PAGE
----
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60-Member Research Team Clicks, And A New Star Is Born

"We are creating a miniature star for a billionth of a second," says Robert L. McCrory,director of the University of Rochester’s Laboratory for Laser Energetics. "It’s not something an individual scientist can do." Indeed, at McCrory’s upstate New York lab, it took 60 scientists to mimic Mother Nature in a project capped last March with a feat in fusion that no other research team had ever done. McCrory and his crew of colleagues used lasers to heat and compress a capsule

Anne Moffat

"We are creating a miniature star for a billionth of a second," says Robert L. McCrory,director of the University of Rochester’s Laboratory for Laser Energetics. "It’s not something an individual scientist can do."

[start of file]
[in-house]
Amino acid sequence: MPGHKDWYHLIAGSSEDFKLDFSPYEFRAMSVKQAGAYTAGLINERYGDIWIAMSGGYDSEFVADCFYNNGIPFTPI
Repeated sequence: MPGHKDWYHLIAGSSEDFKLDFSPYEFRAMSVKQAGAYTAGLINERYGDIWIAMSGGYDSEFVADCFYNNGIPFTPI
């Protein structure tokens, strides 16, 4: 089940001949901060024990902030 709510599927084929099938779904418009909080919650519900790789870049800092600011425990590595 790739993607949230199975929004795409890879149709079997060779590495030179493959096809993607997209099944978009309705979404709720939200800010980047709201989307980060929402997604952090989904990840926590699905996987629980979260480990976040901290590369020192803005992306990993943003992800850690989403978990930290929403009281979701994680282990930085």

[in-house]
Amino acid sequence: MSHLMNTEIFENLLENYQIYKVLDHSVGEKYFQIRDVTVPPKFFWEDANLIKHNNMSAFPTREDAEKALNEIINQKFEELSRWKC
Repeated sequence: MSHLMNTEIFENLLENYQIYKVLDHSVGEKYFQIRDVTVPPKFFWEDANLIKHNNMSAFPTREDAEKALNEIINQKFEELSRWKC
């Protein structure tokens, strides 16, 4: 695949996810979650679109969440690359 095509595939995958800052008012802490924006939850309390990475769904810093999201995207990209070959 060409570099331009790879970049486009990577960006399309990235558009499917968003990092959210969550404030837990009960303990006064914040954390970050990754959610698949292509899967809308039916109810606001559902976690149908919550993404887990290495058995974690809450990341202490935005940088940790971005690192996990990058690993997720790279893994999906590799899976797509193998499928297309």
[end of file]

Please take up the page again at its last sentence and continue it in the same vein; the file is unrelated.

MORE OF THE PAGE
Indeed, at McCrory’s upstate New York lab, it took 60 scientists to mimic Mother Nature in a project capped last March with a feat in fusion that no other research team had ever done.

McCrory and his crew of colleagues used lasers to heat and compress a capsule of hydrogen isotopes to achieve the kind of densities previously achieved only in the early stages of thermonuclear fusion in stars. This advance is being lauded as an important step in testing the feasibility of hamessing controlled fusion reactions for the production of energy.

The Laser Energetics lab’s coup serves as a clear example of how a large, well-funded scientific team can successfully tackle problems of extraordinary complexity. It...

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